ABSTRACT: Adulthood hypertension can be programmed by corticosteroid exposure in early life. Oxidative stress, epigenetic regulation by histone deacetylases (HDACs), and alterations of renin-angiotensin system (RAS) are involved in the developmental programming of hypertension. We examined whether melatonin prevented neonatal dexamethasone (DEX)-induced programmed hypertension and how melatonin prevented these processes. We also examined whether HDAC inhibition by trichostatin A (TSA, a HDAC inhibitor) had similar effects. Male offspring were assigned to 5 groups (n=6/group): control, DEX, melatonin, DEX+melatonin, and DEX+TSA. Male rat pups were injected i.p. with DEX on day 1 (0.5mg/kg BW), day 2 (0.3mg/kg BW), and day 3 (0.1mg/kg BW) after birth. Melatonin was administered in drinking water at the dose of 0.01% during the lactation period. The DEX+TSA group received DEX and 0.5mg/kg TSA subcutaneous injection once daily for 1 week. All rats were killed at 16 weeks of age. Neonatal DEX exposure induced hypertension in male offspring at 16 weeks of age, which melatonin prevented. Neonatal DEX exposure decreased gene expression related to apoptosis, nephrogenesis, RAS, and sodium transporters. Yet DEX treatment increased protein levels of HDAC-1, -2, and -3 in the kidney. Melatonin therapy preserved the decreases of gene expression and decreased HDACs. Similarly, HDAC inhibition prevented DEX-induced programmed hypertension. In conclusion, melatonin therapy exerts a long-term protection against neonatal DEX-induced programmed hypertension. Its beneficial effects include alterations of RAS components and inhibition of class I HDACs. Given that the similar protective effects of melatonin and TSA, melatonin might inhibit HDACs to epigenetic regulation of hypertension-related genes to prevent programmed hypertension.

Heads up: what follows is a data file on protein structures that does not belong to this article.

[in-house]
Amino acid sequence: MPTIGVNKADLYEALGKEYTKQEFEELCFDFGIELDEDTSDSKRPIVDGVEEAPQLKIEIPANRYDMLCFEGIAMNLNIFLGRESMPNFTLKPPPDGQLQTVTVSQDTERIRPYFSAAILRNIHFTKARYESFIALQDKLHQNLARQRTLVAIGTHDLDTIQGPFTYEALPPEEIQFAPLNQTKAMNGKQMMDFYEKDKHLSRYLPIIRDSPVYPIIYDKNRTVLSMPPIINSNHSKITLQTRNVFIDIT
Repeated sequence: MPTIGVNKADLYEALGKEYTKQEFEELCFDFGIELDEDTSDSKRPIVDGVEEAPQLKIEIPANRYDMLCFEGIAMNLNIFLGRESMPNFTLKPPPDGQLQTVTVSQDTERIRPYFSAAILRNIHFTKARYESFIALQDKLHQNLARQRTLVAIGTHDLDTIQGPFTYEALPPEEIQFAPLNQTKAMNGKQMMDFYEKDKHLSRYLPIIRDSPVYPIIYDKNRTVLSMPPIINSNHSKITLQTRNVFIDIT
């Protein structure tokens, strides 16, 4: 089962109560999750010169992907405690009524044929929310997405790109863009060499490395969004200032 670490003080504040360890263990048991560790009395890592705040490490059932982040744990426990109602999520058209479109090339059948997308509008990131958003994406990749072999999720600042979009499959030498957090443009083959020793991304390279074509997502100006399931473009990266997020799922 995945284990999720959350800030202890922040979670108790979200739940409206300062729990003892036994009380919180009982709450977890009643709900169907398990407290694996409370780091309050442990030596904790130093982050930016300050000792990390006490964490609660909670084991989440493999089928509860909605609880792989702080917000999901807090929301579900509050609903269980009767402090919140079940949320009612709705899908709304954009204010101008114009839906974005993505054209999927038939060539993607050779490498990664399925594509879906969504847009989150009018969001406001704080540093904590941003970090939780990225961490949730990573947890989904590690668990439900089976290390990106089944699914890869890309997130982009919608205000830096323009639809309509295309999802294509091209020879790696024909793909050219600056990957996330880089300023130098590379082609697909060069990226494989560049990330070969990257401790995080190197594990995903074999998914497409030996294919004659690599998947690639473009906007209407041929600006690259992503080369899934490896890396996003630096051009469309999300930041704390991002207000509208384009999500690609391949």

The Journal of Steroid Biochemistry and Molecular Biology 07/2014; · 4.05 Impact Factor


1 Download
Available from
Jan 5, 2015